Smoke Rings

| January/February 1975

Well, here we go with a very Happy New Year Wish to each of you as we begin the 10th year of publication for Gas Engine Magazine. Our Family has really grown and we are hoping to continue onto better magazines all the time. Write us, tell us your suggestions, hints as to what you'd like and etc. Not always can we follow through with the hopes of each one, but we definitely will read your letter and think upon it.

Also, Fellows, please be patient when I can't get all your letters and stories in as soon as I would like. And, if it seems too long that I've had the story, drop me another line and tell me so and I'll do my best to get your writing in - it is a problem, but we keep trying to please. Just bear with us and don't be offended when material doesn't hit the issue you think it should. I'm just as unhappy as you are that I can't get your articles into print faster, but we do have to stick to a limited amount of pages - but I do understand your feelings.

And onto letters from our Gas Engine Family - A. M. ZENNER, R. D. 3, Medford, Wisconsin 54451 writes:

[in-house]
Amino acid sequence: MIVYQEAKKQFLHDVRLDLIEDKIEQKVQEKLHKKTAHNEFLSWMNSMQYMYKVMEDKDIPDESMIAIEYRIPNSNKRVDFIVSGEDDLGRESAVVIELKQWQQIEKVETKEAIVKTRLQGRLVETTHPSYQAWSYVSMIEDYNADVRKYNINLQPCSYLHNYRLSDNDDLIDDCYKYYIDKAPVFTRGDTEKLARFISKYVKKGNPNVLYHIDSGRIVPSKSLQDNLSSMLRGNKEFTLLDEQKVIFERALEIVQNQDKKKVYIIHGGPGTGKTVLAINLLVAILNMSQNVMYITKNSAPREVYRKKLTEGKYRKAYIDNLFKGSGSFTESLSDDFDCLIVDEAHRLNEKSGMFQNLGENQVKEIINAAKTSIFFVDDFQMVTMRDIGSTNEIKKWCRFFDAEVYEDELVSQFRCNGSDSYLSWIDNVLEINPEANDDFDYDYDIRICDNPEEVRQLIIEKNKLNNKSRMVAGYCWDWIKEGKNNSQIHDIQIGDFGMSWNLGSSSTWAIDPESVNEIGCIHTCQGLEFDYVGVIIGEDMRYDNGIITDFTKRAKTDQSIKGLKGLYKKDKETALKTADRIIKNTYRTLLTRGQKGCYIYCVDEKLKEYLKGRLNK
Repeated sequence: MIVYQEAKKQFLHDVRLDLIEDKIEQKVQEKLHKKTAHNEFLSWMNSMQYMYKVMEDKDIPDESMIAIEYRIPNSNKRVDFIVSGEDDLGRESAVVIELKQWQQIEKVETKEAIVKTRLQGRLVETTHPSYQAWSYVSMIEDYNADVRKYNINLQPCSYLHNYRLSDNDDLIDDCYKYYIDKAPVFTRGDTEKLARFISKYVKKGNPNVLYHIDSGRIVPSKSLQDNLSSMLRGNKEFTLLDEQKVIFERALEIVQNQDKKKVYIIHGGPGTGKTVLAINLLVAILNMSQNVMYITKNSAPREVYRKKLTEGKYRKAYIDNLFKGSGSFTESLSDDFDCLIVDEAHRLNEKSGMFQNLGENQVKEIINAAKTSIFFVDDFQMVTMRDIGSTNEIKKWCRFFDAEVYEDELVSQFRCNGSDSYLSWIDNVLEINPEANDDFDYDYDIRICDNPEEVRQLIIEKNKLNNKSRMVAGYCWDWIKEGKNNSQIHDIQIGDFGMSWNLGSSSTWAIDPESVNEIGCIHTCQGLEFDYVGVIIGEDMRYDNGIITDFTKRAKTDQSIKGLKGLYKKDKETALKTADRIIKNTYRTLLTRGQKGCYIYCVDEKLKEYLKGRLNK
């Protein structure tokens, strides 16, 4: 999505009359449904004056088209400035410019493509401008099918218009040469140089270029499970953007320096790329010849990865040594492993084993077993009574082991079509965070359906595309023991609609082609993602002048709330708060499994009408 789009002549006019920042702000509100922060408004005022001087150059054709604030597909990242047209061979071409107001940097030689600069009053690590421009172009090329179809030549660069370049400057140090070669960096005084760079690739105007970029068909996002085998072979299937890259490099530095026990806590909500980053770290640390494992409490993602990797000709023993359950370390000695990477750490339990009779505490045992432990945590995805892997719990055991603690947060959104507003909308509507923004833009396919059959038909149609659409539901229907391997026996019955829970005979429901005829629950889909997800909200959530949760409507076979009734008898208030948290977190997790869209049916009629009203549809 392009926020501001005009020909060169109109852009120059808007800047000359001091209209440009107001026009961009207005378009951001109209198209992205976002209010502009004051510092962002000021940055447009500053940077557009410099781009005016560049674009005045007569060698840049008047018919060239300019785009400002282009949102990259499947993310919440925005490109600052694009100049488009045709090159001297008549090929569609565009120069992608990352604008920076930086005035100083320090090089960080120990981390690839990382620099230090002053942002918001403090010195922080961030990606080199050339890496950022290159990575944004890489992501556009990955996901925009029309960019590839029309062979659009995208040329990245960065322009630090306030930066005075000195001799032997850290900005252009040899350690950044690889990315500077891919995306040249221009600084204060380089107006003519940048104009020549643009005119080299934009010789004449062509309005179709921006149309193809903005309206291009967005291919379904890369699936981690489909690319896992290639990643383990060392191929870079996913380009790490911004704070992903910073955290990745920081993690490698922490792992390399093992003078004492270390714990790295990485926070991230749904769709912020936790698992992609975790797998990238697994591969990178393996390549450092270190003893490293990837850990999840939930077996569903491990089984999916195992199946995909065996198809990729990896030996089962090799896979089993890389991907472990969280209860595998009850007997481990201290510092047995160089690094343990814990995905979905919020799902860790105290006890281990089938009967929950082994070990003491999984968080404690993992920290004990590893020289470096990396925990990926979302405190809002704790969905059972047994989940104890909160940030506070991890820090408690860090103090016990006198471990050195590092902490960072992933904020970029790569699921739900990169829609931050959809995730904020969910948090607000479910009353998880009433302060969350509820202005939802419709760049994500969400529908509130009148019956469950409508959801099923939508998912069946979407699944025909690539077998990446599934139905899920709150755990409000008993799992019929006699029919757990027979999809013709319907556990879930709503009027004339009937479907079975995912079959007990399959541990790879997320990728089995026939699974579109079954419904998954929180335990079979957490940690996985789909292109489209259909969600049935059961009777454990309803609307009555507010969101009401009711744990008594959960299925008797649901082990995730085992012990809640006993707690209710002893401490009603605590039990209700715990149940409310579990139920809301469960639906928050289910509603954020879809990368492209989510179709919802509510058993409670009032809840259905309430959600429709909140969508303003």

I have become a recent subscriber to this magazine and enjoy it very much. I am living in the middle of a mystery. I still have the base for an engine that was built right here in my home town. It is a 1-1/2 h.p. air cooled. It had about three inch long fins on each spoke of the flywheel for cooling hit and miss, battery ignition with vibrator coil, which was built into the base as well as the gas tank.

It was of the flat head type, no rocker arm, the exhaust and intake were on one side of the cylinder. There were about 200 of these made here in Medford when they quit business. A. Wausare foundry took over the patterns and prints and they made a few also.

Myself and my brother, Leo, seem to be the only ones left around here that personally operate this engine. By the way, they also made these larger sizes 2-1/2 H.P. and 4 H.P. and also a 7 H.P. There were about 50 or 75 of these sizes made. They were hopper cooled.


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